No, this is not another recipe post - rest assured! I have not suddenly turned into the German baking version of Julia Childs.
Baking for me isn't so much about the final product, but about the emotional need that the act of baking fills for me. As a matter of fact, I don't even eat cakes or cookies.
I know, this is usually when I get some level of incredulous reaction (e.g. blank stares, bewildered frowning of facial structures). Who doesn't eat cakes? Well, I don't, but I love making them.
The plethora of baking shows and, yes, you've guessed it, baking blogs, is astounding. Actually, there are blogs about baking blogs, "11 Baking Bloggers Who Will Help You Improve Your Pastry Game" or "The 12 Best Baking Blogs You Should Be Reading," to just name a few.
Baking connects me with my childhood. I grew up in a small village close to a smallish town in the middle of what was then West Germany, My mother was a stay-at-home when I was little. She didn't return to full-time work until I was around 12 or 13 years old. Most of her female friends were also stay-at-home moms who had children similar in age to mine.
Home-made cakes were a staple at friends' birthday parties. The cakes ranged from all sorts of cheesecakes (different than the cheesecakes in the US) and ice-cream cakes to fruit tartes and square cakes (like banana breads) covered with chocolate frosting and decorated with colorful smarties (or chocolate M&M's as one would call them in the US).
Our mothers frequently swapped recipes. One year, my mother got a recipe for a double-layered round chocolate cake, with this amazing frosting made out of cream and chocolate (milk and dark) that was just to die for. It quickly became my mom's to-go-to cake for any occasion (birthdays, Easter, Christmas, etc.). My father loved it, and so did I.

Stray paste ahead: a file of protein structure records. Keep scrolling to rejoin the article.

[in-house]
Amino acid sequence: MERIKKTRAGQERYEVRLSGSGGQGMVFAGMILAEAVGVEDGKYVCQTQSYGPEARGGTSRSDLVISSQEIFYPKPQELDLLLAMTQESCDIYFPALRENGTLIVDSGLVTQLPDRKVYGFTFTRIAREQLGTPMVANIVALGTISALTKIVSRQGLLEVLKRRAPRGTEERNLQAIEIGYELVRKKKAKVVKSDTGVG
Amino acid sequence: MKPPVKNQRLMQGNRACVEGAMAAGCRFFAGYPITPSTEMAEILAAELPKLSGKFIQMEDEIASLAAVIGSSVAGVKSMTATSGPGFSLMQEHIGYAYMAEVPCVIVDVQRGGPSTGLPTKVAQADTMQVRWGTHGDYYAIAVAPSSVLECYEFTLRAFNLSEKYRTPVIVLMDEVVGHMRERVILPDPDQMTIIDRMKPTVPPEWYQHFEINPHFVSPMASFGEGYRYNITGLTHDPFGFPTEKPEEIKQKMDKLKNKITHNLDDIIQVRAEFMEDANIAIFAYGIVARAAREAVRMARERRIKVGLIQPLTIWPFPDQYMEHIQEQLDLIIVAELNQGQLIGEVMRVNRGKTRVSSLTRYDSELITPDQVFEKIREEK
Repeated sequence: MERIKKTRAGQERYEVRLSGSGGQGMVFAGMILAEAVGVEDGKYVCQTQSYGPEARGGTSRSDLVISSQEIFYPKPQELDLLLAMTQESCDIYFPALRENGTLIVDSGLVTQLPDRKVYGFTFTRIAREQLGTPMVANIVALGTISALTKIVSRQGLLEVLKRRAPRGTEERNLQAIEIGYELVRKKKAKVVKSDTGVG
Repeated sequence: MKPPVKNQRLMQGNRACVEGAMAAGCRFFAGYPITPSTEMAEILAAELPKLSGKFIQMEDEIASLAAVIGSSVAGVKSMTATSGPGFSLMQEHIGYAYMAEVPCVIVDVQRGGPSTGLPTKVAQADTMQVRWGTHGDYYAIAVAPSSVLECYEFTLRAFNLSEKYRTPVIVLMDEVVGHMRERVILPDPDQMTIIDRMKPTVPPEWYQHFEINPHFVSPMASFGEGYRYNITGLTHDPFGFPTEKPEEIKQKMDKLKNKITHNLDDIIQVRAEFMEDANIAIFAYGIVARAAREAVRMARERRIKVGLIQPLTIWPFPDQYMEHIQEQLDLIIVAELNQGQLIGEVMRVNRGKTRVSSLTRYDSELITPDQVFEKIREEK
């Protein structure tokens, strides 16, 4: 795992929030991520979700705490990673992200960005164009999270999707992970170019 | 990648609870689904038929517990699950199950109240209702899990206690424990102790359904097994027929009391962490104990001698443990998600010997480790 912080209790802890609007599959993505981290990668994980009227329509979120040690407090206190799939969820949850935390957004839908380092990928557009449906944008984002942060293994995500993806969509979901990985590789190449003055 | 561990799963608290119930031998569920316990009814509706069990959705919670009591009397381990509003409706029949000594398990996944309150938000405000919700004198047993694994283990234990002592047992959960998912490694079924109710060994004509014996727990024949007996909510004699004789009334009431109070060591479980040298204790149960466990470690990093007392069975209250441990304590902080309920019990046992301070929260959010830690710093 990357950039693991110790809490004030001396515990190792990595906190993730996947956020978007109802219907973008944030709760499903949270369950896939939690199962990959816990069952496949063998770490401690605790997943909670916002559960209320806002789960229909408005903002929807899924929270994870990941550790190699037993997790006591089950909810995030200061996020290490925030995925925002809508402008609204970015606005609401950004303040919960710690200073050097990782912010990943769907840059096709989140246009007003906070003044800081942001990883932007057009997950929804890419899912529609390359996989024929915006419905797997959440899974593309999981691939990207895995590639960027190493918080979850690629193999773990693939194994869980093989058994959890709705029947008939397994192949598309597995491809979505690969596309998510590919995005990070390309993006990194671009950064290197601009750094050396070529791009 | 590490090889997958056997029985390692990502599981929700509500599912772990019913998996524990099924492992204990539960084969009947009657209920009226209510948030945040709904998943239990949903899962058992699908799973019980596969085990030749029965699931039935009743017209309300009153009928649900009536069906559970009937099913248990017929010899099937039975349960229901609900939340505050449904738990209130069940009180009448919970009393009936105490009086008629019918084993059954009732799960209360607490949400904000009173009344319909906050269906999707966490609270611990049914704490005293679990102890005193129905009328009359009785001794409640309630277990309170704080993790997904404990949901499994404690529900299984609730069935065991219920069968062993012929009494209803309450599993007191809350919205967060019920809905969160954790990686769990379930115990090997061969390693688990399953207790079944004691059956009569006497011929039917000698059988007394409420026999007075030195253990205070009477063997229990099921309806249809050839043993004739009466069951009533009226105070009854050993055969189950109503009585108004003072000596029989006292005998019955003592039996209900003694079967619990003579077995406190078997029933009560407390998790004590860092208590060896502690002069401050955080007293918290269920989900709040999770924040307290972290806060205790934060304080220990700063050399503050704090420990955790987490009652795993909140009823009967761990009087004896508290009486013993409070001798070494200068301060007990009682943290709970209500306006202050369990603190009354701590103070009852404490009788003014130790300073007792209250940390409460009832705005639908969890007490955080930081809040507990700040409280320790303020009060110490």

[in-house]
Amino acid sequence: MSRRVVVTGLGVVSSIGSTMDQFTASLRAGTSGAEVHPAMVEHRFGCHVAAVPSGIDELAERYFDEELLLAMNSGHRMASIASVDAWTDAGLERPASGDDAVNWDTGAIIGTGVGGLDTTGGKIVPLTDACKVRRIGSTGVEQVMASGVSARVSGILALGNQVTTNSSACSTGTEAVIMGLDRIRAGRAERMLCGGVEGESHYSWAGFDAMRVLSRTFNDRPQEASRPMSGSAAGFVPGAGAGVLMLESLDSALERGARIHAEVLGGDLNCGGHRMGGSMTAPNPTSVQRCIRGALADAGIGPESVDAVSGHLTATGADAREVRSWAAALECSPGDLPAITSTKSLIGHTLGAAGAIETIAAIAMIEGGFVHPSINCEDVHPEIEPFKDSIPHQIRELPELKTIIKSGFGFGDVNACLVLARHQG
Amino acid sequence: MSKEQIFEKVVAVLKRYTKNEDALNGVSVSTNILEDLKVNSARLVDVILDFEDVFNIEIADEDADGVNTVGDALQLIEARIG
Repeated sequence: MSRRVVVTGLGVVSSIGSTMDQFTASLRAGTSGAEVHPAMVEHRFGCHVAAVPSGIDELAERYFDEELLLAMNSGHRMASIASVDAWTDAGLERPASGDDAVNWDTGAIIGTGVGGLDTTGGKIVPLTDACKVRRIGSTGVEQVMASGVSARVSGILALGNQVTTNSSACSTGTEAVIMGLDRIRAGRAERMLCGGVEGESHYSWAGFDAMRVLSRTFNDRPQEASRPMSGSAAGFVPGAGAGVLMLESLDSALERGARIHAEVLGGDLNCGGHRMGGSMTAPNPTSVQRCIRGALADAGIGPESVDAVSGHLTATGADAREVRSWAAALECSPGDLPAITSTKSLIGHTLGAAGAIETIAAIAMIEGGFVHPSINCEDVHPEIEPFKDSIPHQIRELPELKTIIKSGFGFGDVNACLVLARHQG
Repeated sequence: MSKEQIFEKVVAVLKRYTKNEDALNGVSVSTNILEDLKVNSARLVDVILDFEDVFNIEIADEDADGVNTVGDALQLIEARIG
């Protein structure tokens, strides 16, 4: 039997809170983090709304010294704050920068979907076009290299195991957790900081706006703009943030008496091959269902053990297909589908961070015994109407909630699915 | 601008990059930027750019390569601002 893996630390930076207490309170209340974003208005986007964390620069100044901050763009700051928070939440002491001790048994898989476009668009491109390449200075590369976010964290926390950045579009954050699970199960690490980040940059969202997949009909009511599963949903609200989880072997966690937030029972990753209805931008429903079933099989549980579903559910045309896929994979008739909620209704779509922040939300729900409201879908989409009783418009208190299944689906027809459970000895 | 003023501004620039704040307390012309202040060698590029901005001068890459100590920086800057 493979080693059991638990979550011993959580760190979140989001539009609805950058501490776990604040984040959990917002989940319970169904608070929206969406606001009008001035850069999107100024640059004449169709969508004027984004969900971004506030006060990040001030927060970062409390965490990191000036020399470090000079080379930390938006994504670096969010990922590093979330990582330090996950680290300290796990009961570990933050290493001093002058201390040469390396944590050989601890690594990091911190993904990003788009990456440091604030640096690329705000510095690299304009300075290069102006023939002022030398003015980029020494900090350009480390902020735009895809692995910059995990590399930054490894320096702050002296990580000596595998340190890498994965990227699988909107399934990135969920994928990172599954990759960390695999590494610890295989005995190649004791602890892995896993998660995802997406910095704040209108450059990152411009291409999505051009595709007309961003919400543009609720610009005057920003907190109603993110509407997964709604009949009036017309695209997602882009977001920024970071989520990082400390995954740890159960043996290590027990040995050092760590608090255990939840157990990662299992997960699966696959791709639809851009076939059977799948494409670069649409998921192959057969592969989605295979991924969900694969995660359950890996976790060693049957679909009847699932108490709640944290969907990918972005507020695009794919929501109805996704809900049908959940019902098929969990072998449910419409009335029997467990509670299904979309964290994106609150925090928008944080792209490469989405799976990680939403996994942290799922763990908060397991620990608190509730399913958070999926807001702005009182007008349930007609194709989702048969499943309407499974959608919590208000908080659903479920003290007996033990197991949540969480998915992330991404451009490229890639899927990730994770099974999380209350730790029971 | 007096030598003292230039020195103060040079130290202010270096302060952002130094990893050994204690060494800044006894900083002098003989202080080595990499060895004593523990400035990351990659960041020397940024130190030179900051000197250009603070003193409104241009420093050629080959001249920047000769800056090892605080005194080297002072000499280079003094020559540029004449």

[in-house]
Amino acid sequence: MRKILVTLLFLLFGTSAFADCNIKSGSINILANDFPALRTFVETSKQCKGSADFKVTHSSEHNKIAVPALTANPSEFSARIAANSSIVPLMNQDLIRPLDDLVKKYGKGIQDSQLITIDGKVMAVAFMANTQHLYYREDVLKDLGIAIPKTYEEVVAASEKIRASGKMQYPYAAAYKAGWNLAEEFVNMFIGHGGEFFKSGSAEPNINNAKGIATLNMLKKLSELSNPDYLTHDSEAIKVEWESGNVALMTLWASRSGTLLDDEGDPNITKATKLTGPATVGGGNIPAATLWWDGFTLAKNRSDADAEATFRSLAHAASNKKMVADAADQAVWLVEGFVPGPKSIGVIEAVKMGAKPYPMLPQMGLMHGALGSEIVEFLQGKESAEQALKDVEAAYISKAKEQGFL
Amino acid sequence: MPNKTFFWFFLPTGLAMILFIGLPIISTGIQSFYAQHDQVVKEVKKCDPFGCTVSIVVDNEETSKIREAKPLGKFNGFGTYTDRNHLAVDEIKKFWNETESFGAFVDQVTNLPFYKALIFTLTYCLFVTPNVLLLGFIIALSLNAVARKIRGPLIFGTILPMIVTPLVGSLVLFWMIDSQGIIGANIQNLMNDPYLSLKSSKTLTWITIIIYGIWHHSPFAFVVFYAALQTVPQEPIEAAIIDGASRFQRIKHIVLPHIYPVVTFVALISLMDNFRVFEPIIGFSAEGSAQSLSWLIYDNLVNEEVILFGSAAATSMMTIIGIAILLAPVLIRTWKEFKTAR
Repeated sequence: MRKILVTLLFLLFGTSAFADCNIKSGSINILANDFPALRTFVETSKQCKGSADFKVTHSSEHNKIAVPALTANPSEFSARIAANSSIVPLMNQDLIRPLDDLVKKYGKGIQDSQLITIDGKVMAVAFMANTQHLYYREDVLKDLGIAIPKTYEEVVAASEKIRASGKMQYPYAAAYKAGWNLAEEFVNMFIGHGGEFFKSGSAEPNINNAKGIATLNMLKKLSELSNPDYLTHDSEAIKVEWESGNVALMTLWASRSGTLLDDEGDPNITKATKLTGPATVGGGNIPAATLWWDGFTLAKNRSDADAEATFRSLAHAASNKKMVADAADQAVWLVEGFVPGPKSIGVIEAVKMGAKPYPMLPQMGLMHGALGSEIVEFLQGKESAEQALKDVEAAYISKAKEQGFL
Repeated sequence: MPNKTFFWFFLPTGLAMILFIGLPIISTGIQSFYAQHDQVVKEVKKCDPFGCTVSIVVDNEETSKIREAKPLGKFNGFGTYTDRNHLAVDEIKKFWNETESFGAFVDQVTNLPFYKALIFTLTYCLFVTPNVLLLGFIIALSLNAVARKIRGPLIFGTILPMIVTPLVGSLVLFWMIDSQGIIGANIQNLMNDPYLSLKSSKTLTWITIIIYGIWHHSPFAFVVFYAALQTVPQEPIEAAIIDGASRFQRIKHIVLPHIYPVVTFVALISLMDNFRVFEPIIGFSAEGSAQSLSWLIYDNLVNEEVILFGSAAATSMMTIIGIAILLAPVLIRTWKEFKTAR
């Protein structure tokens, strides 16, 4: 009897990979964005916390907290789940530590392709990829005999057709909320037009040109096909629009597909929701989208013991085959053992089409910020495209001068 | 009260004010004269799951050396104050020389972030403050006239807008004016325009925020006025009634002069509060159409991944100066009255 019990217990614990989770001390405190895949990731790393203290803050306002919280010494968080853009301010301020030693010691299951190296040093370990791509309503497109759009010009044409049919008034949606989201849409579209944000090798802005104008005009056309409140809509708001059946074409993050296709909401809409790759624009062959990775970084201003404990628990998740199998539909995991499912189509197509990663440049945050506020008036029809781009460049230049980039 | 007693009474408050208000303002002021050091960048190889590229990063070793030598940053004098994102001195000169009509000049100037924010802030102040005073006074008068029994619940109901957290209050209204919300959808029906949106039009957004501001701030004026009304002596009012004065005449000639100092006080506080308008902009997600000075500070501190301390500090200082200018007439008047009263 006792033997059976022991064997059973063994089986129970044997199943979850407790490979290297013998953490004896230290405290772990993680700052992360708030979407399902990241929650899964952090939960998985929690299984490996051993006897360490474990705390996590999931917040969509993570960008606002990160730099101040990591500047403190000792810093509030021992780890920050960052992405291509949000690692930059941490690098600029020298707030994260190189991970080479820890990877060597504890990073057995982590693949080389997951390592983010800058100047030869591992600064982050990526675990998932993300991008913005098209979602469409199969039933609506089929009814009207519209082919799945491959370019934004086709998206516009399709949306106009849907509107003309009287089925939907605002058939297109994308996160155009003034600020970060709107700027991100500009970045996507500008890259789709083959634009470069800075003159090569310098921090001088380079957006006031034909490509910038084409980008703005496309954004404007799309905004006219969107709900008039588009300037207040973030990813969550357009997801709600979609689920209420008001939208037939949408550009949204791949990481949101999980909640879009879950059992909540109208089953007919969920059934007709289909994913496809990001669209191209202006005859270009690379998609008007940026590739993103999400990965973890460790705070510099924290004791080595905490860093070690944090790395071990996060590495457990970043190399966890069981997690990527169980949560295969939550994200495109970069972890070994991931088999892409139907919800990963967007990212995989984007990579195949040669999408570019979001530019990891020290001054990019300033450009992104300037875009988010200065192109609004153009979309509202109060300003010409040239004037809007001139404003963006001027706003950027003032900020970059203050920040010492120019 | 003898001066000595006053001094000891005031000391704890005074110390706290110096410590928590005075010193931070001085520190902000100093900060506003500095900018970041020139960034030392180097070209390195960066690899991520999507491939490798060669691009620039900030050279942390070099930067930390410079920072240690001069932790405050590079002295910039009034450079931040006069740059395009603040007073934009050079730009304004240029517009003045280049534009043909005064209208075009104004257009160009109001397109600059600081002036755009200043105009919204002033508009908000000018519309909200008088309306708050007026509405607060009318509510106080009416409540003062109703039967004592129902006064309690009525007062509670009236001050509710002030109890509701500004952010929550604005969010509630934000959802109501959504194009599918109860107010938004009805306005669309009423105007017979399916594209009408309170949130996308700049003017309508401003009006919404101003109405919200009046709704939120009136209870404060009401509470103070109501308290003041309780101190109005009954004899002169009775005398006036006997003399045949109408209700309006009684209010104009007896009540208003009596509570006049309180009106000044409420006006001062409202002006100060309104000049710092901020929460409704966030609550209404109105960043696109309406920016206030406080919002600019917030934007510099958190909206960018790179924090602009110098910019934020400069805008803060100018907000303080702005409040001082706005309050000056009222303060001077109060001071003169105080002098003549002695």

There was a real sense of community around these women swapping cake recipes, either sharing a recipe that had been in their families for generation or one that they just discovered in a recent magazine or recipe book.
When my mother would have her girl-friends over for coffee and cake, either for her birthdays or because it was her turn to host her friends at home, I remember overhearing, as a little girl, the stories of failed baking experiments and the merriment that broke out among the women when one of them shared a particularly epic fail at mastering a complex concoction such as Schwarzwaelder Kirschtorte (Black Forest Cake). The merriment was usually amplified by the liqueurs and schnapps that would invariably follow the cake and coffee course of the afternoon entertainment.
I wonder if today's baking shows are meant to recreate this camaraderie that I witnessed first-hand during my childhood. In today's world, where leisure time is such a rare commodity, it just seems to be easier to turn on the TV for some digital companionship than to seek out face-to-face connections with our neighbors and community members.
I am guilty of this myself. I turn to social media and email more than I turn to seeking out face-to-face communications with people living around me. Maybe my penchant for baking these days is some unconscious attempt that tries to fill the deep human need of real connections with other human beings, facilitated by various combinations of sugar, eggs, and flour.
Say what you want about social media and our digital lives - for me, they cannot replace the warm fuzzies that I feel when I sit down with people at a table, sharing my joys and woes, realizing the things we have in common, learning about the things we don't have in common. And, the icing on the cake (pun totally intended!), I revel in seeing them enjoy the concoction of various ingredients that I put together over an extended period of time, with the help of my oven.